Now to wait for the snow to pile up up north.  

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I had to wait for the new Hammerhead, Forged, gearshift lever as I had bent the clamp on the BYOB one that I had gotten from Beta. 

(Extremely) dumb-me, had taken off the clamp bolt, then decided it was a good time to pull the gearshift lever away from the engine just a tad as it had bent in from falling over on the lever, and when I pulled on it the soft aluminum clamp gave way and I had gouged up all the splines and rendered the shifter useless.  A new, forged shifter, only $31 shipped arrived, so I put it on, the skidplate and lastly the engine jacket.  

I got the bike out of the basement and garage, started it up and rolled it up and into the trailer.  I did the same with the KTM 300 as all it is waiting for is a t-bushing for the top strut bolt/top shock bolt and it too, will be complete and ready to ride for this upcoming weekend.

I got to snowmobile up in VT this past Sunday and it was great to be out there on the snowmobile again.  It has snowed 10" up there overnight and it is and will be, snowing all day up there and then a little snow will fall most every day this week so this weekend, with no wife or kids, should be awesome. 

 

My sister in law just sent me these pictures.  She says 1/2 of the state of VT has no power as it had been mising/raining all day Sunday and Monday and then the snow came and has weighed everything down, breaking trees and branches everywhere.  My nephew in law is in charge of breaking in the kids new sled as it needs 10 hours at 50% throttle with some bursts of full power, you know how it goes, right?  

 

I wish I could be up there today or tomorrow.  Just have to wait for Friday. 

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Edited by Ben500RR-S
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On November 18, 2018 at 5:15 PM, Ben500RR-S said:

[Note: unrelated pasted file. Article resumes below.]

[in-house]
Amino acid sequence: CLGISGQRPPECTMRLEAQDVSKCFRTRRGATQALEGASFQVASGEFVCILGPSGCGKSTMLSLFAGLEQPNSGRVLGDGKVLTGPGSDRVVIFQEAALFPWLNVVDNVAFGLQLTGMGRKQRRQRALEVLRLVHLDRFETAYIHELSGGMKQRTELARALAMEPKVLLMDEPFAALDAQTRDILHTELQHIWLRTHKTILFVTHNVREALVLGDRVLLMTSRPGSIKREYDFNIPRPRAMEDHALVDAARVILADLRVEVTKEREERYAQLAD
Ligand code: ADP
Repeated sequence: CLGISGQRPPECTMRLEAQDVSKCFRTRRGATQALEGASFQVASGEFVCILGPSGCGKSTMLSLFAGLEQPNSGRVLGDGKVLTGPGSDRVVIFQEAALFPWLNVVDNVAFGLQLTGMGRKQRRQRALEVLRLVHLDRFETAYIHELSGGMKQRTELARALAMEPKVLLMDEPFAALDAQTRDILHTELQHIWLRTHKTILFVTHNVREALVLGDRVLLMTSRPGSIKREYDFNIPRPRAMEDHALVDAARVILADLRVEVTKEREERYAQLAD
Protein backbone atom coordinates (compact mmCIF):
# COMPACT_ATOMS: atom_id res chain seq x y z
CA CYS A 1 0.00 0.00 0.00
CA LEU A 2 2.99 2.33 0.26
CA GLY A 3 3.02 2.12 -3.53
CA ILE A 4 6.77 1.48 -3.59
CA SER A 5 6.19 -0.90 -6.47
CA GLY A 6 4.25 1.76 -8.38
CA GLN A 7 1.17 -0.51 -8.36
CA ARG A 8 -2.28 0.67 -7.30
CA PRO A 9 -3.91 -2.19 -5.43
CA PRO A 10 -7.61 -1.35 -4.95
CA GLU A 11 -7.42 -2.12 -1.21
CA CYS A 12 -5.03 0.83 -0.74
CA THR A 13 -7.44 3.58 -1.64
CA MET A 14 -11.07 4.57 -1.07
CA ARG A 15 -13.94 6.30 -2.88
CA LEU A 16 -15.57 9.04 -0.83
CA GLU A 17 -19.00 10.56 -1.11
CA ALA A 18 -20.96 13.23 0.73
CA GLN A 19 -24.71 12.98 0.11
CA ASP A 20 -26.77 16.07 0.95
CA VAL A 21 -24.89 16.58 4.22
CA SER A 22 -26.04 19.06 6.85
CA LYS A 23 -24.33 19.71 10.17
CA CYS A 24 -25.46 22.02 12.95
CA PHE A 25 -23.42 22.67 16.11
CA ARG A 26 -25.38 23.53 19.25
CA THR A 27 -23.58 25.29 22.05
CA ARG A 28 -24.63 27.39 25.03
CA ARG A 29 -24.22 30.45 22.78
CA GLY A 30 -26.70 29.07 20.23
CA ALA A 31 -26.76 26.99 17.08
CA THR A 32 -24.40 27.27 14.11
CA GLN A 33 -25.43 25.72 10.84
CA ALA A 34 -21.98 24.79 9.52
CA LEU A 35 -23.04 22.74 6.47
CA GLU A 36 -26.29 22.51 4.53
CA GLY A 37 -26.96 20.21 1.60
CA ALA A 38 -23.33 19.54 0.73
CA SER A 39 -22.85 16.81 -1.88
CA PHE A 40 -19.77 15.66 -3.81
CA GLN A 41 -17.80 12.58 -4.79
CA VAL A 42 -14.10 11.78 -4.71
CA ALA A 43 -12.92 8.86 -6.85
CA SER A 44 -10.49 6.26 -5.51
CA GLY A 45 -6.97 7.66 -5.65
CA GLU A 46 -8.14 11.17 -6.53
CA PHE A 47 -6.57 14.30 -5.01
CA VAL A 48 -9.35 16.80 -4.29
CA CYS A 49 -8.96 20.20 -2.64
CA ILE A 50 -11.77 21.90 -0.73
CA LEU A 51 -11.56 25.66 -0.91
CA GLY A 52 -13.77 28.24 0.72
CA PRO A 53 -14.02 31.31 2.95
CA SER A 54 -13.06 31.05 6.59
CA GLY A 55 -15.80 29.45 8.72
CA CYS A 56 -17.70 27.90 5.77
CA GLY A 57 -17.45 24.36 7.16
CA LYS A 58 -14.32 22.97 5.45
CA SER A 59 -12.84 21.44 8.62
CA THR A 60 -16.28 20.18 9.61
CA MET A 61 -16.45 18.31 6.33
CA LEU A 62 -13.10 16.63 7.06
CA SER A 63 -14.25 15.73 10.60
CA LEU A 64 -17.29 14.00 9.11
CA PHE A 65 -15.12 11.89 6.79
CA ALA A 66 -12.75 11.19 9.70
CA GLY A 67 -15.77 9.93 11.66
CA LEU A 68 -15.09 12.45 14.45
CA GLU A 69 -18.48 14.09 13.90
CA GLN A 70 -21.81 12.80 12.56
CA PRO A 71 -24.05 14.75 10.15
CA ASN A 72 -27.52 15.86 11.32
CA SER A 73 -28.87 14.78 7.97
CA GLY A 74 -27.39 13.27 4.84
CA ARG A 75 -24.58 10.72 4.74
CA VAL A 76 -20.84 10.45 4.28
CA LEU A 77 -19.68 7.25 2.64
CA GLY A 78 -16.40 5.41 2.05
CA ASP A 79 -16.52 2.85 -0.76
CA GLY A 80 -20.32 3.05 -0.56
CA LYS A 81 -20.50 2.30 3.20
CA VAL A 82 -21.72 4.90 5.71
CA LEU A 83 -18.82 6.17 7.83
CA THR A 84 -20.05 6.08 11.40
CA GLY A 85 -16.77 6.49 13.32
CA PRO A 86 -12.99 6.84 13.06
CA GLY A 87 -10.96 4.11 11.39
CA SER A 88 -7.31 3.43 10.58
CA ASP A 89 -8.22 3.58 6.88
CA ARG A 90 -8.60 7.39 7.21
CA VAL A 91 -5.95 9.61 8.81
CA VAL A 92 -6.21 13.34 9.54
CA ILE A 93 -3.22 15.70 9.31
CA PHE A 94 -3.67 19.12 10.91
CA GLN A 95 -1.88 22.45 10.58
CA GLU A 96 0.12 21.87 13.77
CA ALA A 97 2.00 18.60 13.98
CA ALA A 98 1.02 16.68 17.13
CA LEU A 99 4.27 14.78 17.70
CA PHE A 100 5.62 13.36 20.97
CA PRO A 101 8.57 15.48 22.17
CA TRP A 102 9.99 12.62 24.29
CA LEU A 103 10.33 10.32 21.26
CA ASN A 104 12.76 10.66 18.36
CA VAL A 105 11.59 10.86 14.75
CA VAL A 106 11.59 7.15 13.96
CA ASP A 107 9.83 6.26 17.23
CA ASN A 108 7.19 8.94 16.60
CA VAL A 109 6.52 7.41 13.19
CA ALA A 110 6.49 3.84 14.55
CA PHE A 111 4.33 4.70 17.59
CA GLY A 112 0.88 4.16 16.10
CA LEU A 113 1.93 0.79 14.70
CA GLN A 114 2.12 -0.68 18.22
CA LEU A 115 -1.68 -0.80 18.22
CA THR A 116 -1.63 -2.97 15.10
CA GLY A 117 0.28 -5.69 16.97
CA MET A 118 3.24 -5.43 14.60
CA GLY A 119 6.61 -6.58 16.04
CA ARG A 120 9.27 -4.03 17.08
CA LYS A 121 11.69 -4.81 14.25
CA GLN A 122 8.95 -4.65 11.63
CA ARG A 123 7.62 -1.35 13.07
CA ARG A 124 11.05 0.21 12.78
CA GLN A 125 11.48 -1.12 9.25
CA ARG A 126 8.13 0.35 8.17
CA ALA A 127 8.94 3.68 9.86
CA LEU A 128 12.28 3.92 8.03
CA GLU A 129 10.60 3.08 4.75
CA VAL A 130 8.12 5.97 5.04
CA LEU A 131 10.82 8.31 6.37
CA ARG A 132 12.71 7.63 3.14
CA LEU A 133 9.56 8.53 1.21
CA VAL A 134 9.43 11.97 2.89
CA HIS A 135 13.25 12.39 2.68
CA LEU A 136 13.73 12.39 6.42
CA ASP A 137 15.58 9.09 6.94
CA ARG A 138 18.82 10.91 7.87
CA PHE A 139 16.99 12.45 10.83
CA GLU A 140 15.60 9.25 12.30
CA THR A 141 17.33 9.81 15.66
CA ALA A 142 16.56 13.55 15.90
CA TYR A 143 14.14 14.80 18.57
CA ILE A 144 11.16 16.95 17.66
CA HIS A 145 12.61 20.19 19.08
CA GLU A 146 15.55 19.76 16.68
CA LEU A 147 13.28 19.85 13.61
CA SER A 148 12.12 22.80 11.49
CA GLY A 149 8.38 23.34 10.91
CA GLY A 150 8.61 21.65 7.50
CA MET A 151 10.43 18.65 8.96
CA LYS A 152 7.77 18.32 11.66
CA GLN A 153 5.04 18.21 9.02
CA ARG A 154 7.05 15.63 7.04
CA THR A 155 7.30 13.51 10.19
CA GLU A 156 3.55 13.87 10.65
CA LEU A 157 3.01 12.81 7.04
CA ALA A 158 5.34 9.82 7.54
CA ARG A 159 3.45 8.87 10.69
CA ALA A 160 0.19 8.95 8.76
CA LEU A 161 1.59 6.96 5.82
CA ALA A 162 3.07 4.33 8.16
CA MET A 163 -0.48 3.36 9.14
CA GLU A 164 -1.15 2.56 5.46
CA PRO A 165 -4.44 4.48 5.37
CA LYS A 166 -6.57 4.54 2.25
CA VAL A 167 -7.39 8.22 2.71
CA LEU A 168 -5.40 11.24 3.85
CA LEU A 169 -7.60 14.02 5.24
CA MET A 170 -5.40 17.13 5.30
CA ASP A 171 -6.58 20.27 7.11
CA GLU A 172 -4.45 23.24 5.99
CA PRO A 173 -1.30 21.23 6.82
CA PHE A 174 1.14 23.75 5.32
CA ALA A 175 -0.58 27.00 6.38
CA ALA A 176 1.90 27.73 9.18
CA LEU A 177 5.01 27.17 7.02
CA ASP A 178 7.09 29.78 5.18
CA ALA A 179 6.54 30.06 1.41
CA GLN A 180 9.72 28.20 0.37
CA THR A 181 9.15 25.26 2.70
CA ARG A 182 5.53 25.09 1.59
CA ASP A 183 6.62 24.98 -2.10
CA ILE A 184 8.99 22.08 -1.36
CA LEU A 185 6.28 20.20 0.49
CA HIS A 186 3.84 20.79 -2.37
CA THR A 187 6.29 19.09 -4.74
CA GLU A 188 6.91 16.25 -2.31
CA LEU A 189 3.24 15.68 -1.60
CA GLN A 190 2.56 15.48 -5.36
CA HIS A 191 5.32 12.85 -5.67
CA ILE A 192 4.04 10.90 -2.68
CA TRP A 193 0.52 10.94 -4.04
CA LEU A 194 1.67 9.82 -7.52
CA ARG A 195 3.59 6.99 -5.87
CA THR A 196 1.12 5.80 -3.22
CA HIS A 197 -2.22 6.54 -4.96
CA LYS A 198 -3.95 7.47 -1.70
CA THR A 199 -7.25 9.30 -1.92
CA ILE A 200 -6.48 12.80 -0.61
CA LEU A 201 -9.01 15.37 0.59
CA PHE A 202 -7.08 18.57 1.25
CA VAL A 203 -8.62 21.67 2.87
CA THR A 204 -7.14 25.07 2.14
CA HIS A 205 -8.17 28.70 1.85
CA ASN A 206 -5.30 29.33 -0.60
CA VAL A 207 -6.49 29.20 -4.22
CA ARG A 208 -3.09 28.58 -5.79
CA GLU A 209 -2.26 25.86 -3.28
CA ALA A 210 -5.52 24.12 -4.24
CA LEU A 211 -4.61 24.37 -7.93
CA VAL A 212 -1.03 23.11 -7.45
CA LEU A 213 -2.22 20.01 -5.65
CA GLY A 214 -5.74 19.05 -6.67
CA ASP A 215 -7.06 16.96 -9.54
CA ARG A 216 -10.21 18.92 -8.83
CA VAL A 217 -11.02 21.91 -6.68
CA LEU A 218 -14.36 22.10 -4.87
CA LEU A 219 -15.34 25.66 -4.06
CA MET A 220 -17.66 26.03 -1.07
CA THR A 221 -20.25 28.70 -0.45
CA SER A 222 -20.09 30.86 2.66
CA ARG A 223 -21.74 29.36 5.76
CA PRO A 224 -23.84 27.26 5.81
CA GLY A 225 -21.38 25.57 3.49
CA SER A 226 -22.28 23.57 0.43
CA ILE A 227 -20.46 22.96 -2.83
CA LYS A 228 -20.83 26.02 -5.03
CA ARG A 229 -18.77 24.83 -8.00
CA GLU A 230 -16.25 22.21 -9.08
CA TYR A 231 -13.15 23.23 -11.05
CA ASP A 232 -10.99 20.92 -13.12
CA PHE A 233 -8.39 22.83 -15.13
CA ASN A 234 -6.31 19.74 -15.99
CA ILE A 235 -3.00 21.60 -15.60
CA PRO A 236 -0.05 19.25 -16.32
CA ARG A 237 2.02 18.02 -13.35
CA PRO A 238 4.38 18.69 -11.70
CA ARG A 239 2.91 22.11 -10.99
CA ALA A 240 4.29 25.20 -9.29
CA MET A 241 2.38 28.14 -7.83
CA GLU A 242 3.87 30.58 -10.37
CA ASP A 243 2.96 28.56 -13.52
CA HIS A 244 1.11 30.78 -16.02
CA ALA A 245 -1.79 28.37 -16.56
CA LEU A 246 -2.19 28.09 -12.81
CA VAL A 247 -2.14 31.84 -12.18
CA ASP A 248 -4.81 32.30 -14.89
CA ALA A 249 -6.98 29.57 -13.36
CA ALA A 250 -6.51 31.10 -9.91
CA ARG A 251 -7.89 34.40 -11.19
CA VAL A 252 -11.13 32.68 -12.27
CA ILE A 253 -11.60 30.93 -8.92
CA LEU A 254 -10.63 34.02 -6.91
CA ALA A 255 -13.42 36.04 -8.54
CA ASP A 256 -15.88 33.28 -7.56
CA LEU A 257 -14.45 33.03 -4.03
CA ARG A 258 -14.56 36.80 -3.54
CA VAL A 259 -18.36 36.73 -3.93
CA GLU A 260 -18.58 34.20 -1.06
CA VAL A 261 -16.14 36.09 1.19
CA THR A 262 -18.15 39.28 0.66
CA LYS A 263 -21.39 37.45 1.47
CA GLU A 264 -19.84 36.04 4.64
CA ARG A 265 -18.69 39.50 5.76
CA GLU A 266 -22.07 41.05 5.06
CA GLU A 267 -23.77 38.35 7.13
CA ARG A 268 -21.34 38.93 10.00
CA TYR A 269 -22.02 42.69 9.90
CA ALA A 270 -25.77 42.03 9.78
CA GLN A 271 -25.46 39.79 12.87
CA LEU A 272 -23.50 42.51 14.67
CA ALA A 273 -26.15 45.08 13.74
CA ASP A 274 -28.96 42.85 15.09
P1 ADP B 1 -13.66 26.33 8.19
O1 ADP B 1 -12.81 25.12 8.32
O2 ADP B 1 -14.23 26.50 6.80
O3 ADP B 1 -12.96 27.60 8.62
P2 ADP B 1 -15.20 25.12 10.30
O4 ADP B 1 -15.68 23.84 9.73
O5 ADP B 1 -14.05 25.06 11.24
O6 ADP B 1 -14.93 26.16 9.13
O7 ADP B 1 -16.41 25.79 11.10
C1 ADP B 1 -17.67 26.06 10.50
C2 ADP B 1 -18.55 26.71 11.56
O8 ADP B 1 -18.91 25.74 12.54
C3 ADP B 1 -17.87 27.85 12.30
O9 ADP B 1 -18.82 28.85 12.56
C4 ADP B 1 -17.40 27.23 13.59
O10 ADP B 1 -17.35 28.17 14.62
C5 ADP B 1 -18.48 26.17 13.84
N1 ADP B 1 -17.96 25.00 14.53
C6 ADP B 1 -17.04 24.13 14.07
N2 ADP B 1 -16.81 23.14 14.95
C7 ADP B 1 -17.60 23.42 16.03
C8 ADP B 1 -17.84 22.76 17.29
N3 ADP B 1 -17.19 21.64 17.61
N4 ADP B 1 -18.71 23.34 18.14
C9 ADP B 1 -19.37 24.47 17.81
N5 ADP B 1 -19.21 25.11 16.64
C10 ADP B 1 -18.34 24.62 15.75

Another snowbike season is fast approaching.  It was a year ago this upcoming Friday-the day after Thanksgiving when I picked up the Camso DTS 129 kit and then set to installing it. 

I had more than enough time today to get the kit installed and it was so much easier than doing it last year as it was the first go-round last year. It had also helped that I had taken the time a few weeks ago to swap the handlebars that I leave the heated grips on.  

Attaching the ski is easy. The fork guards just need to come off and I have to drop the fork legs to get the Seal Savers onto the fork sliders.  

I tried taking some shortcuts with  trying to remove  the swingarm and rear tire all at once and had come to the realization that there is no shortcut and removing the linkage(s) is just easier.  

I also bought my BIL's 2011 Expedition as he has too many sleds and the money I'd have given to him is going towards the Camso DTS 129 kit for his 2008 KTM 300 XC-W so I got an incredible deal on the sled.  I just need to wait for his kit to arrive so I can install it on his bike. 

Now to wait for the snow to pile up up north.  

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Ben, please post your thoughts on the 300 Katoom as a snowbike when you get a chance to ride it.My bro has a 09 300 XC he is selling, and I was thinking about buying it for a dedicated  snowbike

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6 hours ago, Mullet2Skullet said:

Ben, please post your thoughts on the 300 Katoom as a snowbike when you get a chance to ride it.My bro has a 09 300 XC he is selling, and I was thinking about buying it for a dedicated  snowbike

There is a guy I know on SnoWest, who has 2-2008 KTM 300 XC-W's, one for him and one is his son's, and they both have Camso DTS 129 kits on them and he has said that they have both been excellent snowbikes.  There are also a few others that use the 300 as a snowbike as well.